monkey(redirected from monkey jaw)
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n. pl. mon·keys
a. Any of various tailed primates of the suborder Anthropoidea, including the macaques, baboons, capuchins, and marmosets, and excluding the apes.
b. A nonhuman ape. Not in scientific use.
Graduate education—US A person low in the medical school hierarchy
Zoology A non-human primate
monkeyany long-tailed primate excluding the tarsiers and lemurs, comprising the Old World and New World monkeys and marmosets.
members of the families Cebidae (New World monkeys) and Cercopithecidae (Old World monkeys). Those families and the families Pongidae (anthropoid apes) and Callithricidae (marmosets) make up the suborder Anthropoidea (syn. Simiae). They are all diurnal animals with great anatomical similarity to humans, including orbital cavities that are closed laterally, digits that end in nails and pectoral mammary glands. There are minor differences between the New World and Old World monkeys and the total number of genera and species is very large. Individual species are dealt with under their individual titles.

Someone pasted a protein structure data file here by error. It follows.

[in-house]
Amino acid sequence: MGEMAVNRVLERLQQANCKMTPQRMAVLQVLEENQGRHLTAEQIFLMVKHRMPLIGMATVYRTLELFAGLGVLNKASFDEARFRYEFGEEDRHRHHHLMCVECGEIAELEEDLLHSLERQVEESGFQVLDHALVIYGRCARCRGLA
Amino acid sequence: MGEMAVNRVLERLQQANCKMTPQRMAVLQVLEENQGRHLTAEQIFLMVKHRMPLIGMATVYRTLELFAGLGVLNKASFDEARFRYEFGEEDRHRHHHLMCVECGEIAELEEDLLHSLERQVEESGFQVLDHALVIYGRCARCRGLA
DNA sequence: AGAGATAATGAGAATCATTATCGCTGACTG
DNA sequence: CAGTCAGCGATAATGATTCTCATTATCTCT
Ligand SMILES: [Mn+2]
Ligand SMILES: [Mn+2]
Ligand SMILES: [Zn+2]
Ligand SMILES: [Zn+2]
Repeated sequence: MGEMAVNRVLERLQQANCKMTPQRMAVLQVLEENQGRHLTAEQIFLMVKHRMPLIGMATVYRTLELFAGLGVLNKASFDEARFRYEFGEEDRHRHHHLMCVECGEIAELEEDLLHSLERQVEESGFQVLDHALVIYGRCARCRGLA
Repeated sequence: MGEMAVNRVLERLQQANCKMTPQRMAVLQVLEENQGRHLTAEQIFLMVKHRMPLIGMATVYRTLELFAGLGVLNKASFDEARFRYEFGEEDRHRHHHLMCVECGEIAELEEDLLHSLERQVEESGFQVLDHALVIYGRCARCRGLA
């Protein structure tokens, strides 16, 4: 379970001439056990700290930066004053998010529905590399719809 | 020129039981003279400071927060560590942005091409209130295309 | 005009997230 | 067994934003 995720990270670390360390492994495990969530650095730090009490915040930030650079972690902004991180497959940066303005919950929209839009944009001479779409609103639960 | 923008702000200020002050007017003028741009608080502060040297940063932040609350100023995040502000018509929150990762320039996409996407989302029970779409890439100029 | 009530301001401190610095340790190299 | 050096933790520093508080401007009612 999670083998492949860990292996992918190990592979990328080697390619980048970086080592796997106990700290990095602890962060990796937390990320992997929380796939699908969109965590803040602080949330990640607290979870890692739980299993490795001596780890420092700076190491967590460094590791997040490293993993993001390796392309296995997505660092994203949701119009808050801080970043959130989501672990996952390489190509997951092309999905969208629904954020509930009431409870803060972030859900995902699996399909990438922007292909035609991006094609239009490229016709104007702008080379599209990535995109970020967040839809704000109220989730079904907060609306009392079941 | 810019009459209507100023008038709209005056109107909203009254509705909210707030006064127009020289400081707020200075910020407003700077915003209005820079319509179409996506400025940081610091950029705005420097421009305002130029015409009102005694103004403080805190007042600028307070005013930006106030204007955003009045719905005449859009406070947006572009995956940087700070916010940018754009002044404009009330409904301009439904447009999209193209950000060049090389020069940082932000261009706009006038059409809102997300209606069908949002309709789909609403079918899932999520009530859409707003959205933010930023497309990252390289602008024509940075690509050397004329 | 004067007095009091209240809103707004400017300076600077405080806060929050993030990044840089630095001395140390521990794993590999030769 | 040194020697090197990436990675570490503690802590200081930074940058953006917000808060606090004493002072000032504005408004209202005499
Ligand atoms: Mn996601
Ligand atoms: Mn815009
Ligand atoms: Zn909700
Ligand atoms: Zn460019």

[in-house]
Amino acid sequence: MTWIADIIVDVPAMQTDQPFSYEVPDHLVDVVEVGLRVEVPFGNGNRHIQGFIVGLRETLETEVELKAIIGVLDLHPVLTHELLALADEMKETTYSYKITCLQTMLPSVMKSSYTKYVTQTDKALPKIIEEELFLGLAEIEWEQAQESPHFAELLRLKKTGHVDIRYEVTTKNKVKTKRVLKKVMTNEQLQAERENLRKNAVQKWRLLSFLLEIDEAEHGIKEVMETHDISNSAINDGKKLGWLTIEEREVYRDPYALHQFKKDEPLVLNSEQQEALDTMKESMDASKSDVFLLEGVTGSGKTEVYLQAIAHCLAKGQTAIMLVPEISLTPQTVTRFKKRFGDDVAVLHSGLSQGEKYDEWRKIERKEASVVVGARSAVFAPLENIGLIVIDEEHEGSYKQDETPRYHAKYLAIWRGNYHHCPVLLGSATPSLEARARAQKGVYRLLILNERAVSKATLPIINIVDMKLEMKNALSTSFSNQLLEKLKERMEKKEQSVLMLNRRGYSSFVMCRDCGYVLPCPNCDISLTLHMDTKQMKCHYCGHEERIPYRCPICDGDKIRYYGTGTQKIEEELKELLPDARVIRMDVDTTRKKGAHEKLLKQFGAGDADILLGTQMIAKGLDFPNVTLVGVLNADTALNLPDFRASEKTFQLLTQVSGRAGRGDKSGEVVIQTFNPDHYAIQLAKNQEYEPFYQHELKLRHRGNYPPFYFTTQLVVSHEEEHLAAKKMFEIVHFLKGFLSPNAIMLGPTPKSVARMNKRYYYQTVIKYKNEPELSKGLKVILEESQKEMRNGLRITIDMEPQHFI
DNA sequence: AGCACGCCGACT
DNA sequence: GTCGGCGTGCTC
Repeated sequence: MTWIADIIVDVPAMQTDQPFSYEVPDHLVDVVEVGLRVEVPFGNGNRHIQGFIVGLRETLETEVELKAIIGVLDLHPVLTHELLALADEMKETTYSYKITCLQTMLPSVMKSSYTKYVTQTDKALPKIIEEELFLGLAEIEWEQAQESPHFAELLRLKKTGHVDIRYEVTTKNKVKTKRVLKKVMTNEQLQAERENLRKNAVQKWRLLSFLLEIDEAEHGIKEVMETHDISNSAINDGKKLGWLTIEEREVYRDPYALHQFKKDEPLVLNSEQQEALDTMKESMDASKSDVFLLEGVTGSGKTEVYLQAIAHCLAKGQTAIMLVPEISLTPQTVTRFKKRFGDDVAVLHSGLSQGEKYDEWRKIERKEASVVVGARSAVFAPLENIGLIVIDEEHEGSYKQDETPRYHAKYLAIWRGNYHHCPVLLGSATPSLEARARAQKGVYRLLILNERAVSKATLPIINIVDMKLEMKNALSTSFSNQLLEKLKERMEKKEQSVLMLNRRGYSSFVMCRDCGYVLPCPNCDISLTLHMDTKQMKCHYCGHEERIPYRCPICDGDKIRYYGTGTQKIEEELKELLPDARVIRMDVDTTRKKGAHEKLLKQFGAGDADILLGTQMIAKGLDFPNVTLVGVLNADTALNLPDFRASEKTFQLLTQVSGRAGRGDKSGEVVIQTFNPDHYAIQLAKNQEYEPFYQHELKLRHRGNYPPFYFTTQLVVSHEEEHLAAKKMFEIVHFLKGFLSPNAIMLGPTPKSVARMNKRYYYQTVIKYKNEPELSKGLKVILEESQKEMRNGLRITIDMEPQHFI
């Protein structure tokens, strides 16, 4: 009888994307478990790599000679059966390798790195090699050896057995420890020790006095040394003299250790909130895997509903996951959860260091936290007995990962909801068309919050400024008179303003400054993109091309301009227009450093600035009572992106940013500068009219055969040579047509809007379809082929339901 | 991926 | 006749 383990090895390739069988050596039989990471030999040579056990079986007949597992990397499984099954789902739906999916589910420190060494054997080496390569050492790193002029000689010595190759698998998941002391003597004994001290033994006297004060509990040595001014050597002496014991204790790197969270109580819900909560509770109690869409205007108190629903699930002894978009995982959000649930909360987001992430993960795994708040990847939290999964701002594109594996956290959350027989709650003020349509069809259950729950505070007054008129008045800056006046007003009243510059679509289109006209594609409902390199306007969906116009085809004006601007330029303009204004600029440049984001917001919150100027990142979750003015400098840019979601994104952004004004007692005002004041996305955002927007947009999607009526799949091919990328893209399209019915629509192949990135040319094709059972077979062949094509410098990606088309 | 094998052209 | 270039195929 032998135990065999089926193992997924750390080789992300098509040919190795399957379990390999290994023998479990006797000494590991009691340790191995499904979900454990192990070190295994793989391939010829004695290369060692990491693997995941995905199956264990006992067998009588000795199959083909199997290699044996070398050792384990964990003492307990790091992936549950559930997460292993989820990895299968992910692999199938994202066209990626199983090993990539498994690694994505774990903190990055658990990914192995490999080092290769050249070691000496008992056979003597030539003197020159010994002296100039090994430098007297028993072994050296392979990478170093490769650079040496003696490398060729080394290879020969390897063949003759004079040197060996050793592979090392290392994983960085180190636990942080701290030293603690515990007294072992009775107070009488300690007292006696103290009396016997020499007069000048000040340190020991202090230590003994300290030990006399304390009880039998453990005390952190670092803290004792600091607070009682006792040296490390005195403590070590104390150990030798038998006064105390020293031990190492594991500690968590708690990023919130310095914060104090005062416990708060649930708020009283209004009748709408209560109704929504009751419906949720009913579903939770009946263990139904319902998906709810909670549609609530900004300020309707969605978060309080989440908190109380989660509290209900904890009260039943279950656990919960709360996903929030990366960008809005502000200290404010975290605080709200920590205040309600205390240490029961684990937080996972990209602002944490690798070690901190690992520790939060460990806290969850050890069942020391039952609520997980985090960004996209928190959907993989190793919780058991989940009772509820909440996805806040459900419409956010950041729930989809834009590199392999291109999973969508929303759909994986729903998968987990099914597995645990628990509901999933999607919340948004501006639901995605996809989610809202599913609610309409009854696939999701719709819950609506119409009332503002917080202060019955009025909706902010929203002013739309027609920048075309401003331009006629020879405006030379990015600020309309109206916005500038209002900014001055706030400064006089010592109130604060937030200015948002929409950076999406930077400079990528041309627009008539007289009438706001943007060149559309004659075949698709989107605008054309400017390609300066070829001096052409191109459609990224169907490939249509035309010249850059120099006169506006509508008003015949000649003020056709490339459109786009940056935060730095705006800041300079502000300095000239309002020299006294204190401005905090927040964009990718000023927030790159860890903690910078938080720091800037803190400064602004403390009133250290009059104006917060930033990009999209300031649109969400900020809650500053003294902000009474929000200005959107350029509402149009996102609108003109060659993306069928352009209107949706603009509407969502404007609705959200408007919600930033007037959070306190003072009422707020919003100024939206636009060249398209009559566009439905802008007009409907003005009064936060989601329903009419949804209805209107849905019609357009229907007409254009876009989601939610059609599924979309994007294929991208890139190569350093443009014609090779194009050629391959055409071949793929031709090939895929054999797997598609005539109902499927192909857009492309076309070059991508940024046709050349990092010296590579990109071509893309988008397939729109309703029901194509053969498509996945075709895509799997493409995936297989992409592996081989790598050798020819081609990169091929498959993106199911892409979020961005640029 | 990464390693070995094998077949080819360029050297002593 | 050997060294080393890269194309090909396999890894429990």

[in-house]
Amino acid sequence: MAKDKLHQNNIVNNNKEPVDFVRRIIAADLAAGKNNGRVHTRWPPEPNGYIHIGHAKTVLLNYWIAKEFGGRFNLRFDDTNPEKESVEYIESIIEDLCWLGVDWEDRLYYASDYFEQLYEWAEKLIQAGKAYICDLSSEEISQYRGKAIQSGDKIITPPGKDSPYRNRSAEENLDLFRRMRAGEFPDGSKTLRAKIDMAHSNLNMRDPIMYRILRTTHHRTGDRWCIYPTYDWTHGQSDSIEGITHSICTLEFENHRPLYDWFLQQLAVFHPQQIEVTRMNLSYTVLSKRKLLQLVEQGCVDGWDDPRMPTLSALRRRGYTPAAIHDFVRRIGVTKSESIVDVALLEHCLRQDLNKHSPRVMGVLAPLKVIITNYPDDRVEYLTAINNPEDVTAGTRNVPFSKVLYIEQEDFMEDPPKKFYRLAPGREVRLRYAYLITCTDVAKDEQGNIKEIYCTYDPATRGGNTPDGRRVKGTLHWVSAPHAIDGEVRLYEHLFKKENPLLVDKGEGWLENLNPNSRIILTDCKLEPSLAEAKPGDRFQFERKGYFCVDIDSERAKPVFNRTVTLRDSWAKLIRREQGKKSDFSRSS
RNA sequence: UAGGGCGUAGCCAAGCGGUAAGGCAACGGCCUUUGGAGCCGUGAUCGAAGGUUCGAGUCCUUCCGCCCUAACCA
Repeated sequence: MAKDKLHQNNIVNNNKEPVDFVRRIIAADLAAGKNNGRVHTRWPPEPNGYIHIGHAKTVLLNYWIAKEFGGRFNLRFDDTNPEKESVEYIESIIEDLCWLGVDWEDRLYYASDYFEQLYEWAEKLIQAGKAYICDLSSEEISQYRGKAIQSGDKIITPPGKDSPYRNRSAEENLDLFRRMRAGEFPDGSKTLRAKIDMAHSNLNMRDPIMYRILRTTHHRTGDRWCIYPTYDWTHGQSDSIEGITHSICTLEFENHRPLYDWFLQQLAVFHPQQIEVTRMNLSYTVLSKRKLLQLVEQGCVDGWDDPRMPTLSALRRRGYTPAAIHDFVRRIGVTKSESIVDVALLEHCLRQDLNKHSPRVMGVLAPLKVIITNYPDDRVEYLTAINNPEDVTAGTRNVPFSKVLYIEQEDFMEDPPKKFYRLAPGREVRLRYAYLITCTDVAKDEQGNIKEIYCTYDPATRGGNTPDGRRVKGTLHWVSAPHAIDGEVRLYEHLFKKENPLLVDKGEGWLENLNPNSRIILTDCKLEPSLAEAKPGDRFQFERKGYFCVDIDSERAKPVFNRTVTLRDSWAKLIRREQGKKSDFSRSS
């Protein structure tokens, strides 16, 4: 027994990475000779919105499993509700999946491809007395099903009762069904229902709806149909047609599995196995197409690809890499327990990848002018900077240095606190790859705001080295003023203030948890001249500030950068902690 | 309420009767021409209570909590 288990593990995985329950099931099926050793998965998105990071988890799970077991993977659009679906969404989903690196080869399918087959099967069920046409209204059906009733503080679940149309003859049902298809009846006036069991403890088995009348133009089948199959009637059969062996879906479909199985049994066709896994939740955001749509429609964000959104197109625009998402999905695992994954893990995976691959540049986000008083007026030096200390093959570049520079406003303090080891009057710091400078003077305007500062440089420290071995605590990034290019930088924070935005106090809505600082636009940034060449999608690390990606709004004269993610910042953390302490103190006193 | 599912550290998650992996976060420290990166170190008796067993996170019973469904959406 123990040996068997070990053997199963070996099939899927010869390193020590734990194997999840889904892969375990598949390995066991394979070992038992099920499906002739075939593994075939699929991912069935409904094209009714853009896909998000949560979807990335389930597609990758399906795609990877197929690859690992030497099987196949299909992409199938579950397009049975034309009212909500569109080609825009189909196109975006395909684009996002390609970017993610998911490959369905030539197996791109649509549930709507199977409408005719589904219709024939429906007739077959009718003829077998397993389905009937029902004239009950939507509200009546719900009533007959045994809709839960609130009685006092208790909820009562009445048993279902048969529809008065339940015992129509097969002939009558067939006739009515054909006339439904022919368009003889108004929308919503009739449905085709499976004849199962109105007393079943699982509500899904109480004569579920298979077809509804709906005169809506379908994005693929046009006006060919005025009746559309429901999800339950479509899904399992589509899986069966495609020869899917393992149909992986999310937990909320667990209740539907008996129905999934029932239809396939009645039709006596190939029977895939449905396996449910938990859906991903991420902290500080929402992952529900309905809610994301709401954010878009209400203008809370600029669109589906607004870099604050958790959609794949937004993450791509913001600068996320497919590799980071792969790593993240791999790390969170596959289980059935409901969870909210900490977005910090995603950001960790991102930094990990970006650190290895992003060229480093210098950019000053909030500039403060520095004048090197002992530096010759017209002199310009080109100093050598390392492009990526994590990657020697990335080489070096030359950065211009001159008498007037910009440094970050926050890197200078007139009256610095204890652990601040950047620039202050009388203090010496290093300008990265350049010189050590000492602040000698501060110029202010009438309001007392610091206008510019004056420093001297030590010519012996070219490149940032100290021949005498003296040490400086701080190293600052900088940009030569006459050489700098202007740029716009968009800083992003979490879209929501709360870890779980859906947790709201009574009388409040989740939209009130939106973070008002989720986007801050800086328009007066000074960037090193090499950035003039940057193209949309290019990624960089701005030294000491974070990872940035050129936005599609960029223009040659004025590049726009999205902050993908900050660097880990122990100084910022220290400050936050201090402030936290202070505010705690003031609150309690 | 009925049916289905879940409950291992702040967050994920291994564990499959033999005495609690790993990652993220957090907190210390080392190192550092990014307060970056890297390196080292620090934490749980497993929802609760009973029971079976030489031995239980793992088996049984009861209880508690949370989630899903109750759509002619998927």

common deformity in goats, especially the breeds selected for the Roman nose; the upper jaw is shorter than the lower; undershot jaw.
the triceps brachii muscle of the shoulder; a term used by Greyhound fanciers.